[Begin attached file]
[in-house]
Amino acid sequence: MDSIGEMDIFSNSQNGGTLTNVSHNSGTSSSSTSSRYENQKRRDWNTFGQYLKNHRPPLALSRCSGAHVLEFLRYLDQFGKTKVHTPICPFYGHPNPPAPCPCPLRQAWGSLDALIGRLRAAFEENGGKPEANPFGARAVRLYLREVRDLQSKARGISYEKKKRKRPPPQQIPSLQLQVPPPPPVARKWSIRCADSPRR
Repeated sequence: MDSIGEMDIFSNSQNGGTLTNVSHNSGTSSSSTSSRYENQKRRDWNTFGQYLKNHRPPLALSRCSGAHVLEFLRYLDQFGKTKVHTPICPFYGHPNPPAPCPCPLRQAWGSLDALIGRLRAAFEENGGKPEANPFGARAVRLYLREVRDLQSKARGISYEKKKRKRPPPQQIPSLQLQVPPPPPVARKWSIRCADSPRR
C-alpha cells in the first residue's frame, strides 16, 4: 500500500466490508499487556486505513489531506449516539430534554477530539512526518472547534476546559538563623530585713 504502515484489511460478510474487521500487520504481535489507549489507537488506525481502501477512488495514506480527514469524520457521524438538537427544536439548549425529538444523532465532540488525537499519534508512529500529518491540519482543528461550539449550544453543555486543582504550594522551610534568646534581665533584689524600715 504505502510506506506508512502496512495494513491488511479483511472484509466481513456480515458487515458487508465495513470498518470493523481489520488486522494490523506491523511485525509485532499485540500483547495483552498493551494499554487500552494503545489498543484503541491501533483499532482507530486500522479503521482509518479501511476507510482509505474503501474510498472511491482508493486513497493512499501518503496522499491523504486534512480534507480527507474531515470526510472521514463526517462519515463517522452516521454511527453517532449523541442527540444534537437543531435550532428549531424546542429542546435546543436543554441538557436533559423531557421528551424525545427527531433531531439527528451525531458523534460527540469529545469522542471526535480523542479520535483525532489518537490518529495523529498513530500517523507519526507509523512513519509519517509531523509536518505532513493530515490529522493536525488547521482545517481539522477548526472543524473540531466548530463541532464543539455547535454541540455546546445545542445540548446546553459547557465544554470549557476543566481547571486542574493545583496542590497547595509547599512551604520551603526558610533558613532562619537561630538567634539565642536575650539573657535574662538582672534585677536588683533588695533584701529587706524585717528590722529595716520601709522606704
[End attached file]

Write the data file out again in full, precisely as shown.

[in-house]
Amino acid sequence: MDSIGEMDIFSNSQNGGTLTNVSHNSGTSSSSTSSRYENQKRRDWNTFGQYLKNHRPPLALSRCSGAHVLEFLRYLDQFGKTKVHTPICPFYGHPNPPAPCPCPLRQAWGSLDALIGRLRAAFEENGGKPEANPFGARAVRLYLREVRDLQSKARGISYEKKKRKRPPPQQIPSLQLQVPPPPPVARKWSIRCADSPRR
Repeated sequence: MDSIGEMDIFSNSQNGGTLTNVSHNSGTSSSSTSSRYENQKRRDWNTFGQYLKNHRPPLALSRCSGAHVLEFLRYLDQFGKTKVHTPICPFYGHPNPPAPCPCPLRQAWGSLDALIGRLRAAFEENGGKPEANPFGARAVRLYLREVRDLQSKARGISYEKKKRKRPPPQQIPSLQLQVPPPPPVARKWSIRCADSPRR
C-alpha cells in the first residue's frame, strides 16, 4: 500500500466490508499487556486505513489531506449516539430534554477530539512526518472547534476546559538563623530585713 504502515484489511460478510474487521500487520504481535489507549489507537488506525481502501477512488495514506480527514469524520457521524438538537427544536439548549425529538444523532465532540488525537499519534508512529500529518491540519482543528461550539449550544453543555486543582504550594522551610534568646534581665533584689524600715 504505502510506506506508512502496512495494513491488511479483511472484509466481513456480515458487515458487508465495513470498518470493523481489520488486522494490523506491523511485525509485532499485540500483547495483552498493551494499554487500552494503545489498543484503541491501533483499532482507530486500522479503521482509518479501511476507510482509505474503501474510498472511491482508493486513497493512499501518503496522499491523504486534512480534507480527507474531515470526510472521514463526517462519515463517522452516521454511527453517532449523541442527540444534537437543531435550532428549531424546542429542546435546543436543554441538557436533559423531557421528551424525545427527531433531531439527528451525531458523534460527540469529545469522542471526535480523542479520535483525532489518537490518529495523529498513530500517523507519526507509523512513519509519517509531523509536518505532513493530515490529522493536525488547521482545517481539522477548526472543524473540531466548530463541532464543539455547535454541540455546546445545542445540548446546553459547557465544554470549557476543566481547571486542574493545583496542590497547595509547599512551604520551603526558610533558613532562619537561630538567634539565642536575650539573657535574662538582672534585677536588683533588695533584701529587706524585717528590722529595716520601709522606704